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AG Platkin leads states in defending Massachusetts’s gun laws

States Have Authority to Restrict Assault Weapons, LCMs

NEW JERSEY — New Jersey Attorney General Matthew J. Platkin Tuesday led a multistate amicus brief filed in the U.S. Court of Appeals for the First Circuit in support of Massachusetts, which is defending its commonsense gun safety laws from a Second Amendment challenge.

The amicus brief, joined by 18 other jurisdictions, urges the court to allow the state’s decades-old ban on the sale and possession of assault weapons and large capacity ammunition magazines (LCMs) to stand.

New Jersey and Massachusetts have long had similar commonsense gun safety measures in place. Massachusetts prohibits the sale and possession of LCMs, defined as ammunition magazines capable of holding more than 10 rounds of ammunition, and assault weapons. New Jersey bans assault weapons and in 2018, Governor Phil Murphy signed a law lowering LCMs to 10 rounds, down from 15.

“The presence of assault weapons and large capacity magazines in our communities undermines the duties of states to keep their citizens safe from cycles of violence and trauma,” Platkin said. “Too many families are left shattered by the senseless carnage these weapons of war create, and I remain committed to defending commonsense firearms safety measures that protect residents in all of our communities.”

The amicus brief argues that Massachusetts’ statutes are well within the country’s tradition of reasonable firearm regulations and that assault weapons and LCMs are not protected by the Second Amendment because they are not weapons commonly used or suitable for self and defense.

Assault weapons equipped with LCMs are the weapon of choice in mass shootings, defined as where four or more fatalities take place. Just last month, on April 29, 2024, four law enforcement officers were slain by a suspect in South Carolina, and a semi-automatic AR-15 rifle, a .40 caliber handgun, and additional magazines and ammunition were recovered at the scene.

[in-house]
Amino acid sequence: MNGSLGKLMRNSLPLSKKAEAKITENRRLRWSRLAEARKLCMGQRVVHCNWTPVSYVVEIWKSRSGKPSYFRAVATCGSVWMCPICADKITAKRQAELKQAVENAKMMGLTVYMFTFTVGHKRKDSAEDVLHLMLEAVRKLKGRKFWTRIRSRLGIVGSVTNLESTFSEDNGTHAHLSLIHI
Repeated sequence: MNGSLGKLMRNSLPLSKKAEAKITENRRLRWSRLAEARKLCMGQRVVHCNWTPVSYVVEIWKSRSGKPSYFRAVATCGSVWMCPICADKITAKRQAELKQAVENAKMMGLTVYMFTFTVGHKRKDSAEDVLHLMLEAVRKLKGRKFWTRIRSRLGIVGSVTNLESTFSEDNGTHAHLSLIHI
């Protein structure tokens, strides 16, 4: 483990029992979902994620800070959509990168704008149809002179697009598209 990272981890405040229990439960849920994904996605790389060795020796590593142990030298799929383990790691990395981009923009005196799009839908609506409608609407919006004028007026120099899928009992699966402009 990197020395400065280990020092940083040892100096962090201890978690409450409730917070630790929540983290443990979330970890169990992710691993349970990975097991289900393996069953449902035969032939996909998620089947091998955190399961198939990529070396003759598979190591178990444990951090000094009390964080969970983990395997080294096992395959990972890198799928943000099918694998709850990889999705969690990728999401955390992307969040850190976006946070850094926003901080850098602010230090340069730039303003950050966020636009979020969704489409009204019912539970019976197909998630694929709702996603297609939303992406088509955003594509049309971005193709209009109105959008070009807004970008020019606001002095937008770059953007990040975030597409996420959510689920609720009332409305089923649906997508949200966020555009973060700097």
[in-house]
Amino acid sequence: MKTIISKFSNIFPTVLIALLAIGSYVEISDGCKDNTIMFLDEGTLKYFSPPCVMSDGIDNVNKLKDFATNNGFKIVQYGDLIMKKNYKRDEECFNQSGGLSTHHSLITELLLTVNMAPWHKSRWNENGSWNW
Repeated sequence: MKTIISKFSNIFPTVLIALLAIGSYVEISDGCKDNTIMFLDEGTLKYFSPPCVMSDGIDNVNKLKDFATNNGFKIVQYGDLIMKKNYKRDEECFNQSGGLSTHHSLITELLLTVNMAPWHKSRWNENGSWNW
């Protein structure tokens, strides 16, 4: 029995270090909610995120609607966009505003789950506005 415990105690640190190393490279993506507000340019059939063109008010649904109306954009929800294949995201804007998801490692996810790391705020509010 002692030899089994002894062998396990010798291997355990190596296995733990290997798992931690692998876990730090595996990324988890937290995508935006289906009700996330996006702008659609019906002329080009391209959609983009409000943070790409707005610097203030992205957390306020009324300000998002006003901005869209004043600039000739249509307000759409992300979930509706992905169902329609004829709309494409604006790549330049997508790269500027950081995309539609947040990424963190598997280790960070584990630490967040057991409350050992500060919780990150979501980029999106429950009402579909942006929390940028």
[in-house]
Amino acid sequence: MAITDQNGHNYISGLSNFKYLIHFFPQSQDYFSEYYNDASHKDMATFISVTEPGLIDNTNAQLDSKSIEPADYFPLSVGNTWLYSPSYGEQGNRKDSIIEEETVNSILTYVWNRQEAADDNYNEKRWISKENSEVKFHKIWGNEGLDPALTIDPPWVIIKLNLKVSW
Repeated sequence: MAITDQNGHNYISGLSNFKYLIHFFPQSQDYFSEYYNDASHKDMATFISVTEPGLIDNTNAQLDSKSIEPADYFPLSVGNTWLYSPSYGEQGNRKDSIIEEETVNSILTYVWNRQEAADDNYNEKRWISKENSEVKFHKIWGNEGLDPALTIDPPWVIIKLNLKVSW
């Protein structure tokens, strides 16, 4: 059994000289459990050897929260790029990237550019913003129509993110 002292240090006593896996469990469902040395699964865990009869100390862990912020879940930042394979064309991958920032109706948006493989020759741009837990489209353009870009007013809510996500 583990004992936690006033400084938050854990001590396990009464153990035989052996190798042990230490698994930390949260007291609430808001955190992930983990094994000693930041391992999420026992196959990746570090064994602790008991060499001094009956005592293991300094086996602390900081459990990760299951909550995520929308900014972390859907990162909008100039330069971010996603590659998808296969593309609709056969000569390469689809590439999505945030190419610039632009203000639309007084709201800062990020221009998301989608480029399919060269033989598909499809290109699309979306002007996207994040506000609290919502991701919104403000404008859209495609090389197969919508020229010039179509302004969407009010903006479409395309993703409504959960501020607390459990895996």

The amicus brief notes that states are well within their rights to impose laws to prevent these kinds of tragedies:

  1. To encourage public safety, states can and do impose restrictions on dangerous weapons, accessories, and ammunition that pose a threat to communities: States have widely adopted reasonable restrictions on the public carry, possession, and sale of many types of weapons, accessories, and forms of ammunition that are not suitable for self-defense and undermine the public’s safety. Semiautomatic assault weapons, such as AR-15 and AK-47-style rifles, fall into this category. They inflict catastrophic injuries and are uniquely devastating in mass shootings. Common-sense assault weapons restrictions are intended to reduce these senseless injuries and deaths.
  2. Assault weapons are not protected by the Second Amendment because they are not commonly used or suitable for self-defense: There is an abundance of incontrovertible evidence that assault weapons were designed and engineered for military combat, and to create as many devastating injuries and deaths in as quickly as possible.
  3. Massachusetts’s assault weapons law is consistent with a historical tradition of regulating and imposing restrictions on new and distinctively dangerous forms of weaponry: There is longstanding tradition of firearm regulation that supports this prohibition. For example, historical gunpowder storage laws and other rules and regulations were explicitly intended to prevent threats to public safety by limiting the aggregation of arsenals far beyond what would be sufficient for self-defense. States and the federal government have long had to adopt laws and regulations to cope with new weapons technologies that create public safety threats if there is no valid purpose for their usage in self-defense.

In 2023, Attorney General Platkin and Massachusetts Attorney General Andrea Joy Campbell led an amicus curiae brief supporting a similar Delaware statute, which had oral arguments before the U.S. Court of Appeals for the Third Circuit on March 11, 2024.

The following jurisdictions joined New Jersey in this brief: California, Colorado, Connecticut, Delaware, the District of Columbia, Hawaii, Illinois, Maine, Maryland, Michigan, Minnesota, Nevada, New York, Oregon, Pennsylvania, Rhode Island, Vermont, and Washington.

Jay Edwards

Born and raised in Northwest NJ, Jay has a degree in Communications and has had a life-long interest in local radio and various styles of music. Jay has held numerous jobs over the years such as stunt car driver, bartender, voice-over artist, traffic reporter (award winning), NY Yankee maintenance crewmember and peanut farm worker. His hobbies include mountain climbing, snowmobiling, cooking, performing stand-up comedy and he is an avid squirrel watcher. Jay has been a guest on America’s Morning Headquarters,program on The Weather Channel, and was interviewed by Sam Champion.

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